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DEPARTMENT OF THE NAVY -- NAVAL HISTORICAL CENTER
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Mango

 

The evergreen tree of the sumac family that bears a yellowish‑red tropical fruit with a firm skin, hard central stone, and juicy pulp.

 

(YN‑19: dp. 700 (lt.); l. 163'2"; b. 30'6"; dr. 11'8" (lim.); s. 12.5 k.; cpl. 48; a. 1 3", 4 20mm.; cl. Ash)

 

Mango (YN‑19) was laid down 18 October 1940 by American Shipbuilding Co., Cleveland, Ohio; launched 22 February 1941; and placed in service 18 September 1941, Lt. H. W. Gaidsick in charge, for passage down the St. Lawrence River to the Portsmouth Navy Yard, Portsmouth, N.H., where she was fitted out. She arrived off Casco Bay, Portland, Maine, in December to start a year of net‑laying and acting as gate vessel. Mango commissioned 15 December 1942.

 

Mango moved to Boston in January 1943. Two months later she steamed for Argentia, Newfoundland, where she continued to serve as gate vessel until 18 August when she returned to the east coast, via Sydney and Halifax, Nova Scotia, arriving Boston 29 August.

 

By the end of October Mango was underway for Coco Solo, C.Z., to spend 1944 tending nets off the Atlantic coast of Panama. She was reclassified AN‑24 on 20 January 1944.

 

Mango sailed from Mount Hope, C.Z., for the Pacific War Zone late in February 1945. For the next 4 months she alternated escort service with net replacement duties in the triangle of the Admiralties, the Philippines, and New Guinea.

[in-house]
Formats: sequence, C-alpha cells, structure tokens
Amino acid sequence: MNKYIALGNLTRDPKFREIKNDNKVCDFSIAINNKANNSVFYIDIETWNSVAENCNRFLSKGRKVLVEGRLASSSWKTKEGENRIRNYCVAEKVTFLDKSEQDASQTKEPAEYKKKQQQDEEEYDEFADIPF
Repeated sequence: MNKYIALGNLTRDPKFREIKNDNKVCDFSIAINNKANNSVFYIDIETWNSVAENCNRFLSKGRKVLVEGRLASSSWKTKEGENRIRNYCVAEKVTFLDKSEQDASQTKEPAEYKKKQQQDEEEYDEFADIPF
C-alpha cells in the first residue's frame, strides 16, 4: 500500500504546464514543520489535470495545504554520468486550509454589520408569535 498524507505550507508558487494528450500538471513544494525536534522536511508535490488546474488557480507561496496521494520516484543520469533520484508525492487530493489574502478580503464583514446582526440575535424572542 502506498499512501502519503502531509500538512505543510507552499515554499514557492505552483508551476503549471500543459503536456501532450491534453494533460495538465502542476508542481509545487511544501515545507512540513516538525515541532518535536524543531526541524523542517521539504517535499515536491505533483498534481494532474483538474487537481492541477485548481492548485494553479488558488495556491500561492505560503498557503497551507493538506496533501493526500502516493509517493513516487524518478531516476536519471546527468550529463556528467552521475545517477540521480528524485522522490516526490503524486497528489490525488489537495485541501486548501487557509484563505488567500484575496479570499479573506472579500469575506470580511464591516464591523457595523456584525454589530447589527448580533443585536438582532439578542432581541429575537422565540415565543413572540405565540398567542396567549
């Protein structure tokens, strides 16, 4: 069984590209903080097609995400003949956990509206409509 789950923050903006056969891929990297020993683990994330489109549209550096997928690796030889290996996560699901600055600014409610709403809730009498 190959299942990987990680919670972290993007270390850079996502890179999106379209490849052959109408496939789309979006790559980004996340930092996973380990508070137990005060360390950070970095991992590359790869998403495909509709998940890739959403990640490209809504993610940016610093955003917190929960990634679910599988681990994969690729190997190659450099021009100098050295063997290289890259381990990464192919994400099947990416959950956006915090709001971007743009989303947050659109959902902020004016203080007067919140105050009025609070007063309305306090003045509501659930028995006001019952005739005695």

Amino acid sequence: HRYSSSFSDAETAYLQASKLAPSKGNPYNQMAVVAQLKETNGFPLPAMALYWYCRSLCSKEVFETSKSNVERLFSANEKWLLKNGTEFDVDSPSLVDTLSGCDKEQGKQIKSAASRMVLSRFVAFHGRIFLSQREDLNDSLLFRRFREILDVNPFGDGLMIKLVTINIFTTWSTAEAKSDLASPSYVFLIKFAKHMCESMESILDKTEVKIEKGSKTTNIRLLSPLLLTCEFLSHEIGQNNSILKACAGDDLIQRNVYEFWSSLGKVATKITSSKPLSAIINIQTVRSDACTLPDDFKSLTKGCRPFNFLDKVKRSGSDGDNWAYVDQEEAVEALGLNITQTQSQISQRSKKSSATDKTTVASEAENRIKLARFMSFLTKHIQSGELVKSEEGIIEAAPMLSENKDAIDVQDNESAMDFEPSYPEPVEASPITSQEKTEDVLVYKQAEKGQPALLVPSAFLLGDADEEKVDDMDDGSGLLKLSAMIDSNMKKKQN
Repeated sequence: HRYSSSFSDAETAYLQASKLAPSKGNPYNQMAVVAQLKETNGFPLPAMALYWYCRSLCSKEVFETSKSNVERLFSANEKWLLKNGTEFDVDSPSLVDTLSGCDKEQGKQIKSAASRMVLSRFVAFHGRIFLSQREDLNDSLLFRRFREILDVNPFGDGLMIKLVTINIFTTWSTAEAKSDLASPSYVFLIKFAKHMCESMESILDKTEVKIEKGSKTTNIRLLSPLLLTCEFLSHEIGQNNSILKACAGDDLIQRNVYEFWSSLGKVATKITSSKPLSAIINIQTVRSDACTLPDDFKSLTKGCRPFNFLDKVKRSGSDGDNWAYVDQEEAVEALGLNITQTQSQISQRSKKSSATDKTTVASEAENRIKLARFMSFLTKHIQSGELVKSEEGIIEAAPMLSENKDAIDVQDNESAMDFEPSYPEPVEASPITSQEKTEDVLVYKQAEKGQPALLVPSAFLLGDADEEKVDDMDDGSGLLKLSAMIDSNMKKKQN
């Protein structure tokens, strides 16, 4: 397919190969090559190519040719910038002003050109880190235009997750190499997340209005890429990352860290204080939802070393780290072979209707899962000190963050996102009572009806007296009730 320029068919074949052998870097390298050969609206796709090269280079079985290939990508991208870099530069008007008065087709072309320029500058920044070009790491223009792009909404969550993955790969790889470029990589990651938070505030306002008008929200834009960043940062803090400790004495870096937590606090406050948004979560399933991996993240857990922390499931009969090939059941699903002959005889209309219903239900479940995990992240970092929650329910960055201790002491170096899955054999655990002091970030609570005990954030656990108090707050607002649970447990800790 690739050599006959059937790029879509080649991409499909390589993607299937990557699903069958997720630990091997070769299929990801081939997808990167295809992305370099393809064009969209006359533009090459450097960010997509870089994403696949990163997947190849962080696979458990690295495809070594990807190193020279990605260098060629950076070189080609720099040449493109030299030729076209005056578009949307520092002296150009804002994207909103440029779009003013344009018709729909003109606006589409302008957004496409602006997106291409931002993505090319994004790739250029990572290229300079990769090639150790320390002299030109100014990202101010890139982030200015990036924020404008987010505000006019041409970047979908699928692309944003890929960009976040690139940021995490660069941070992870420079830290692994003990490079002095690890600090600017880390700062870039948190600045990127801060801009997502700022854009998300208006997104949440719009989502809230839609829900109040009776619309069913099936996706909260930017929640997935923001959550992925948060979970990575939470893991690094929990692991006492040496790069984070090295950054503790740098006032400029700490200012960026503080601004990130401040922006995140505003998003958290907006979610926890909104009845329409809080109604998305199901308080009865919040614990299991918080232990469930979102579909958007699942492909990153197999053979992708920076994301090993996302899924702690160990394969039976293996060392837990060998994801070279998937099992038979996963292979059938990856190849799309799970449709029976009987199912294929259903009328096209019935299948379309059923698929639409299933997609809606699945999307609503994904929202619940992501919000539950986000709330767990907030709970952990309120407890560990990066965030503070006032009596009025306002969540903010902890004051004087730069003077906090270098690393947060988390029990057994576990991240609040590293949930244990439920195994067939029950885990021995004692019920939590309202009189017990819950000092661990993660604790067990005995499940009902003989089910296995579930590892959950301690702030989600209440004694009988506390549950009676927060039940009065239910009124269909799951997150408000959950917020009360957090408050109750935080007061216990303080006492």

The ship departed Samar, Philippines, for Borneo in the middle of June, arriving 24 June to begin marking out the beachhead landing assault path to Balikpapan. Following D‑Day, 1 July, she laid out the channel to the harbor.

 

On 15 July Mango steamed for Samar and was in overhaul when hostilities ceased 15 August. Assigned the removal of the net defenses, she began at Samar 10 September and continued on to Manus, arriving 15 October, to resume operations in the Admiralties until the end of 1945. The net‑laying ship returned to the Philippines to serve off Leyte from 15 January 1946 until the middle of September. Her net removing tasks took her to Guam, Marianas, and to Eniwetok and Kwajalein in the Marshalls before she arrived Pearl Harbor 15 November.

 

Mango shortly departed Pearl Harbor for the west coast, arriving Astoria, Oreg., 27 January 1947. She decommissioned 4 April 1947 and entered the Pacific Reserve Fleet at Columbia River, Oreg. On 1 September 1962 Mango was struck from the Navy list; delivered to the Maritime Commission the same day; and berthed with the National Defense Reserve Fleet at Suisun Bay, Calif., where she remains into 1969.

 

Mango received one battle star for World War II service.